BEIJING – Japan and China are expected to start directly trading their currencies in June as part of efforts to boost bilateral trade and investment, financial sources in Beijing said Saturday.
With the new step, exchange rates between the yen and the yuan will be determined solely by transactions of the two currencies, eliminated the role played by the dollar in setting yen-yuan rates under the current system.
It will be the first time that China has allowed any major currency except the dollar to be traded directly with the yuan, also known as the renminbi, the sources said.
The yen-yuan exchange system would help businesses in China and Japan, the world’s second- and third-largest economies, and reduce the risks associated with exchange rate fluctuations in the dollar. It would also cut transaction costs involving the three currencies.
In addition, the system would increase the exposure of the yen and the yuan in global currency markets, while encouraging individual investors in Japan to purchase Chinese financial instruments.
Tokyo and Shanghai are expected to be the markets handling the currency exchanges.
Market participants said the new measure could give Tokyo an advantage in yuan trading over other financial centers, such as London and Singapore, which have also been calling for the creation of a mechanism allowing their currencies to be exchanged with the yuan.
The Finance Ministry, the Bank of Japan and the Financial Services Agency have been holding talks with the People’s Bank of China on direct yen-yuan trading since Prime Minister Yoshihiko Noda and Chinese Premier Wen Jiabao agreed to boost bilateral financial cooperation at meeting in Beijing in December.
The Chinese central bank has been preparing for yen-yuan trading, such as examining ways to set a reference rate around which the yuan can fluctuate against the yen in a managed floating system, the sources said.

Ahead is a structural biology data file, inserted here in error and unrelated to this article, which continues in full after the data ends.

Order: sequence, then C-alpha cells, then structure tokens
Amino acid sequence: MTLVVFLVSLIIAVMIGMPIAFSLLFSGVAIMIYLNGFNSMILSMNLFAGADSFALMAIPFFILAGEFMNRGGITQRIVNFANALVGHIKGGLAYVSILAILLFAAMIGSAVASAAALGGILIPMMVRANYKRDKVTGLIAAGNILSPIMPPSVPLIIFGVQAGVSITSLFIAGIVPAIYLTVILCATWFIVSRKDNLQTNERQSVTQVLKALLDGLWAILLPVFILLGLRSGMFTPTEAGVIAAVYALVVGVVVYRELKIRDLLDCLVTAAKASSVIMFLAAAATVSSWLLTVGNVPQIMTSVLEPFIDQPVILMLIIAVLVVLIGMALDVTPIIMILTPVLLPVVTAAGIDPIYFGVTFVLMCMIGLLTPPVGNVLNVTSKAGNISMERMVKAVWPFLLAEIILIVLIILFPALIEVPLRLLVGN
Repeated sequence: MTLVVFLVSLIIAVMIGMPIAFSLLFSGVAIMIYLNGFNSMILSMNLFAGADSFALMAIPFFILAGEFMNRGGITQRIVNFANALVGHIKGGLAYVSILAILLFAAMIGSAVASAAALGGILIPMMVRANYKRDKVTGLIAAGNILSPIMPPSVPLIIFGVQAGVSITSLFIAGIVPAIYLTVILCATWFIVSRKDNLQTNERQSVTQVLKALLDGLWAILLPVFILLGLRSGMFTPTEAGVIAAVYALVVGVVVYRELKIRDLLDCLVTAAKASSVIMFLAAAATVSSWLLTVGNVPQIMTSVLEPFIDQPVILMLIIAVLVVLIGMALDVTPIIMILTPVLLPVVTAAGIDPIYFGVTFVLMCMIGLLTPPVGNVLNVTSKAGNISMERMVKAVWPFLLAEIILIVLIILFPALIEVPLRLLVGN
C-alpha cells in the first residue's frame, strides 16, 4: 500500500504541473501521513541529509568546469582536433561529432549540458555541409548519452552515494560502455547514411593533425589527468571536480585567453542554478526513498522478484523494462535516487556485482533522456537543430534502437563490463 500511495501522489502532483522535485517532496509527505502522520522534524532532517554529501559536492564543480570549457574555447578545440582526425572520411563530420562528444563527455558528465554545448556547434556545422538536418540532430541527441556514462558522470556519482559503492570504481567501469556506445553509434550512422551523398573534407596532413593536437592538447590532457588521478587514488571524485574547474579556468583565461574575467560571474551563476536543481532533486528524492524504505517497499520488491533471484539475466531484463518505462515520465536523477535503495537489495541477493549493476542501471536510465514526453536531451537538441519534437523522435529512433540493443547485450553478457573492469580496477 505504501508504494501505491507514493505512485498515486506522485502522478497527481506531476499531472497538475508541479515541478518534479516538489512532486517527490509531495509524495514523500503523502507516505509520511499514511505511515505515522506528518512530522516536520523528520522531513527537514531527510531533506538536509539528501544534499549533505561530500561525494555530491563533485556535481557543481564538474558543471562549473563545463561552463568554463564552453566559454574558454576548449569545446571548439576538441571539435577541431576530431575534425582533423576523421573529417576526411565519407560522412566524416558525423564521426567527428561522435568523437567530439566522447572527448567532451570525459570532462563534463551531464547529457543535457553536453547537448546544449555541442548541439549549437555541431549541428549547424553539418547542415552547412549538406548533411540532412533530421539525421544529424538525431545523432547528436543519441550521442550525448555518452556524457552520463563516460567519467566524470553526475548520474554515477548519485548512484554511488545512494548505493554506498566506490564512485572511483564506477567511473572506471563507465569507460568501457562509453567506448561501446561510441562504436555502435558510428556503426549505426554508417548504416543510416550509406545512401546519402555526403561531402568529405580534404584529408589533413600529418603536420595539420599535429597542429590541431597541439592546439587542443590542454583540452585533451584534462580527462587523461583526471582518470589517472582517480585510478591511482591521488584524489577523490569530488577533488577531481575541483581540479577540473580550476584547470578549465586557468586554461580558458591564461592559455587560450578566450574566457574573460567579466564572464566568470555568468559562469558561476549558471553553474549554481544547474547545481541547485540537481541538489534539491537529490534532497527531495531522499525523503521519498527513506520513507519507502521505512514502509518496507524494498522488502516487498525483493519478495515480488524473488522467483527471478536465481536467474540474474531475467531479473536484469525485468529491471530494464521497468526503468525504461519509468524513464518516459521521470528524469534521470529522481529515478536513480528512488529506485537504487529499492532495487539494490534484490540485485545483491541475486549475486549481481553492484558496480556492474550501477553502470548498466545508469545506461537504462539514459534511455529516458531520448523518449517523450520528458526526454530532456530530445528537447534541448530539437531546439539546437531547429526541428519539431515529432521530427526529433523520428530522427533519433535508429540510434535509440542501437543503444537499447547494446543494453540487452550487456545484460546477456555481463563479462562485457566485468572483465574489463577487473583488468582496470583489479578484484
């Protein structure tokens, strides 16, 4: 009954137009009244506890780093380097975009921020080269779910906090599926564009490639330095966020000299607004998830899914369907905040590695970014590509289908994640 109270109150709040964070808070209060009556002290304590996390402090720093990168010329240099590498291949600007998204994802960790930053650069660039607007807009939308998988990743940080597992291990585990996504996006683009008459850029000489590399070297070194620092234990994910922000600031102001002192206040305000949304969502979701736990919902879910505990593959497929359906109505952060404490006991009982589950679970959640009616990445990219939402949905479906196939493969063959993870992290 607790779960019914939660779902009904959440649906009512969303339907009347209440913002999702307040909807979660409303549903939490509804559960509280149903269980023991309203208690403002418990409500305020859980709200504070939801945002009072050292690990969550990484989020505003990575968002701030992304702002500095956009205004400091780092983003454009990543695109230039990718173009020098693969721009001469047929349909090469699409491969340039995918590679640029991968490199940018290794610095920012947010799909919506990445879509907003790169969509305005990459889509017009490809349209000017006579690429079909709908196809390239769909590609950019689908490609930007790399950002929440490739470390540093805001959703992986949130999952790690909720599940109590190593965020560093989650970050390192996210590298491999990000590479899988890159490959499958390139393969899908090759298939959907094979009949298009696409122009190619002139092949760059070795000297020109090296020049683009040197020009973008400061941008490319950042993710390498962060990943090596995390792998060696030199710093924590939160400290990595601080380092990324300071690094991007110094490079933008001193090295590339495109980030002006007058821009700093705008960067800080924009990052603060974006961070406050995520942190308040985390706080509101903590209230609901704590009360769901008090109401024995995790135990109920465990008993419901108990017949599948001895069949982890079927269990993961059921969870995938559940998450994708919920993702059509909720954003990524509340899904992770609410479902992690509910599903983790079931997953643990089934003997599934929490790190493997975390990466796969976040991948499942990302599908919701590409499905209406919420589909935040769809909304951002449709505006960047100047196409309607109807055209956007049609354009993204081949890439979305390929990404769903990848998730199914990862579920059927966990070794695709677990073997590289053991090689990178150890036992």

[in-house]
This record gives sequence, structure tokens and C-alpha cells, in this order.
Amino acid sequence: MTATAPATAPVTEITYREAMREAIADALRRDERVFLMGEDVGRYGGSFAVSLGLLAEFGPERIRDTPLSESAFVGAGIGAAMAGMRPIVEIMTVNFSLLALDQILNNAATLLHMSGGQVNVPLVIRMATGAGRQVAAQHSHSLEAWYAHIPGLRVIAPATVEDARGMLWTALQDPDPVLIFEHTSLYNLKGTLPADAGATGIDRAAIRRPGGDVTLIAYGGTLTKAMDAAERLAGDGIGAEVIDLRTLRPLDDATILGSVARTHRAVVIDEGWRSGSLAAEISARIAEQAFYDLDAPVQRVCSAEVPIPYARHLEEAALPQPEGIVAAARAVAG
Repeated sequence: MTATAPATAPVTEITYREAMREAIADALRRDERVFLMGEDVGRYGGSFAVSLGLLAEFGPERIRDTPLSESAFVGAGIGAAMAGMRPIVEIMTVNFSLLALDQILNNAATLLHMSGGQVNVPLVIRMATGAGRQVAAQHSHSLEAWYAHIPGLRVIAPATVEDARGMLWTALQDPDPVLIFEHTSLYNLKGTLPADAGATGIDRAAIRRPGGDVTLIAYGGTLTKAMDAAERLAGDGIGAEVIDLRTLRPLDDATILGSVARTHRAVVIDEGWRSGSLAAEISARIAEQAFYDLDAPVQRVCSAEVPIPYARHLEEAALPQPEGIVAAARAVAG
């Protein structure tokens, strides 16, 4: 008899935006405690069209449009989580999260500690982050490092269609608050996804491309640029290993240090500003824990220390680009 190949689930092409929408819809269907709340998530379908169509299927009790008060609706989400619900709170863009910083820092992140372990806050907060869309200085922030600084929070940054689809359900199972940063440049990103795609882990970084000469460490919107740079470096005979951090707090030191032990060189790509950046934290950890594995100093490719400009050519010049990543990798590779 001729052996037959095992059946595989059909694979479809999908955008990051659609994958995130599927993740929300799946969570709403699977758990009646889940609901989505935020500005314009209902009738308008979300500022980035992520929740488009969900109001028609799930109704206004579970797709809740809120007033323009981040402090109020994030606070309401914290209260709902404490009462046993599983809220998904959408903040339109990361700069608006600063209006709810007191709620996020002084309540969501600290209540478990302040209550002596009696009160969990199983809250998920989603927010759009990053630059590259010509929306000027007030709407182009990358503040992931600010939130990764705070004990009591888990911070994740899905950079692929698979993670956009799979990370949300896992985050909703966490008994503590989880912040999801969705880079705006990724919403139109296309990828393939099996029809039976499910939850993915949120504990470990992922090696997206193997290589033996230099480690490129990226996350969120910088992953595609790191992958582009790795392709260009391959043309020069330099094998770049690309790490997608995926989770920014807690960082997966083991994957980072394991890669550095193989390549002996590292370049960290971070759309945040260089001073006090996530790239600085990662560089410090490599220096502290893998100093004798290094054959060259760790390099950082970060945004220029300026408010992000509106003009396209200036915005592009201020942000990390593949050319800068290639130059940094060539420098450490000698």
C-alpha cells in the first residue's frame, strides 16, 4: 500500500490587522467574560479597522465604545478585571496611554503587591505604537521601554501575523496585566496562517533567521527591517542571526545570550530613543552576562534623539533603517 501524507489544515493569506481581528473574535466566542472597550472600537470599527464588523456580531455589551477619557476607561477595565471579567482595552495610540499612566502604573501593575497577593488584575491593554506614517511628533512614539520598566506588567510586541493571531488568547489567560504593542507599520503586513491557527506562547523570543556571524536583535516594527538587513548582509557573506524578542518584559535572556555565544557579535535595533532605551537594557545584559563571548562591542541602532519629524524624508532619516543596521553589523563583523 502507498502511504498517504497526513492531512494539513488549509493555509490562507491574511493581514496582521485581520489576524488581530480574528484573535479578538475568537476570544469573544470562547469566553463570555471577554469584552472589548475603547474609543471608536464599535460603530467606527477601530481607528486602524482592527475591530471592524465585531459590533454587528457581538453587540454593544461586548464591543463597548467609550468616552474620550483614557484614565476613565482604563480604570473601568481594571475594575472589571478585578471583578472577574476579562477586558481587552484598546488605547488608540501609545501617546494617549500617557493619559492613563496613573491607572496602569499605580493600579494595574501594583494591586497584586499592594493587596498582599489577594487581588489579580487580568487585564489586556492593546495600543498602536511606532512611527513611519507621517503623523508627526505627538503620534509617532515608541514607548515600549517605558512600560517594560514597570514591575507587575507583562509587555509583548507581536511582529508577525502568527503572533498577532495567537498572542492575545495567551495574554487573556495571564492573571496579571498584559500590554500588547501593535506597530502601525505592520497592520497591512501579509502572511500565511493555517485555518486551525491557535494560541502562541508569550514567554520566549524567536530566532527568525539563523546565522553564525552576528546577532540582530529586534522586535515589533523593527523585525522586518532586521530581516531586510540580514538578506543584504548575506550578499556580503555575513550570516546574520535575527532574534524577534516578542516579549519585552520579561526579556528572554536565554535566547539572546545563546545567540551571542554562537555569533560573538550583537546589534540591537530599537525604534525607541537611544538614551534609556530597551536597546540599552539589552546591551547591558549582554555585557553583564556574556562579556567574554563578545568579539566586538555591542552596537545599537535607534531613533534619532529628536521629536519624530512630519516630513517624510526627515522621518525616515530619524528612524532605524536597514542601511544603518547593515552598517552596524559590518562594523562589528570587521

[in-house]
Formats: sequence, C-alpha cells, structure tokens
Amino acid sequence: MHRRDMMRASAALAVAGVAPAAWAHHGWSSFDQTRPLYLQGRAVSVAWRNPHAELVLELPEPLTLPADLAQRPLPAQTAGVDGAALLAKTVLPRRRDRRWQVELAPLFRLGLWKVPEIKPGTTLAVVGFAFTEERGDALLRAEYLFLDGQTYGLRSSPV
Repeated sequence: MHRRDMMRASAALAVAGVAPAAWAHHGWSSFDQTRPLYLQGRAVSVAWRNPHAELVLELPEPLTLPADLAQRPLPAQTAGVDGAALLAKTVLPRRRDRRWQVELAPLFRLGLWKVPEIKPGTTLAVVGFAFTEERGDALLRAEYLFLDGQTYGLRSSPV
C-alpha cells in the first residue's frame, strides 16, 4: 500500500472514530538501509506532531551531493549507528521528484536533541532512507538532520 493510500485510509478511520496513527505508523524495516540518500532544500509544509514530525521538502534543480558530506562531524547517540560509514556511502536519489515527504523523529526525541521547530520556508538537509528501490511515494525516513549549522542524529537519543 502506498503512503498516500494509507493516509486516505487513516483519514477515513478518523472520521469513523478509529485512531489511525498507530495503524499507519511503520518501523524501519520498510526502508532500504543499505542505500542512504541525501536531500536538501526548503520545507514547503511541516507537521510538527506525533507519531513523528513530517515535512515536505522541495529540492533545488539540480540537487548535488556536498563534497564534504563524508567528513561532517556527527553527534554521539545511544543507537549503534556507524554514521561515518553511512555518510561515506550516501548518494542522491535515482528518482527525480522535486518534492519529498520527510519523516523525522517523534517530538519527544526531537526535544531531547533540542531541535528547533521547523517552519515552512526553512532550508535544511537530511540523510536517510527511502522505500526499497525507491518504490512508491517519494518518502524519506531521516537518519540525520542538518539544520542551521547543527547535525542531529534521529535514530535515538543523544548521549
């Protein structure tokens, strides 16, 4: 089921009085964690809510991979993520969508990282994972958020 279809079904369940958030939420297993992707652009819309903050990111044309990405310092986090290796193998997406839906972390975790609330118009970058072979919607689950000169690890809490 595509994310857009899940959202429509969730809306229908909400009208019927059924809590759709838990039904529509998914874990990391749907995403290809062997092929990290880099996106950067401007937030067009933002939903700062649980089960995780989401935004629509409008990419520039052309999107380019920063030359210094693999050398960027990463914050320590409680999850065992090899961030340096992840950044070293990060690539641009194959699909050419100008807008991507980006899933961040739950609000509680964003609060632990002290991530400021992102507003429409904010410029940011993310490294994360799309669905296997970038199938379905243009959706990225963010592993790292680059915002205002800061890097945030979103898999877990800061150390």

A Japanese banking source expressed hope the new measure would lead to steady growth of an exchange market for the two currencies, saying, “We see high potential demand for direct trading between the yuan and the yen.”
Li, Hatoyama discuss isles
Chinese Vice Premier Li Keqiang has met with former Prime Minister Yukio Hatoyama and expressed concern about rising tensions over the disputed Senkaku Islands in the East China Sea.
“We have seen a number of issues that could hamper bilateral friendship,” Hatoyama quoted Li as saying during a meeting in Beijing. Li was apparently referring to Tokyo Gov. Shintaro Ishihara announcement in April that the metropolitan government plans to buy three of the barren islets to cement Japan’s claim to them, as well as Japan’s decision to host the World Uighur Congress, which Beijing considers an organization intent on dividing China, from May 14 to 17.
“Such action made us wonder if the Japanese government has changed its policy toward China,” Li was quoted as saying.
Hatoyama, on a three-day visit to Beijing through Sunday, replied that Japan does not meddle with China’s domestic affairs.
“Not everything in Japan-China relations is running smoothly. There are times when we see waves rippling on the ocean,” Hatoyama told reporters after the meeting. “I told (Li) that it is important to boost bilateral exchanges, especially at such times.”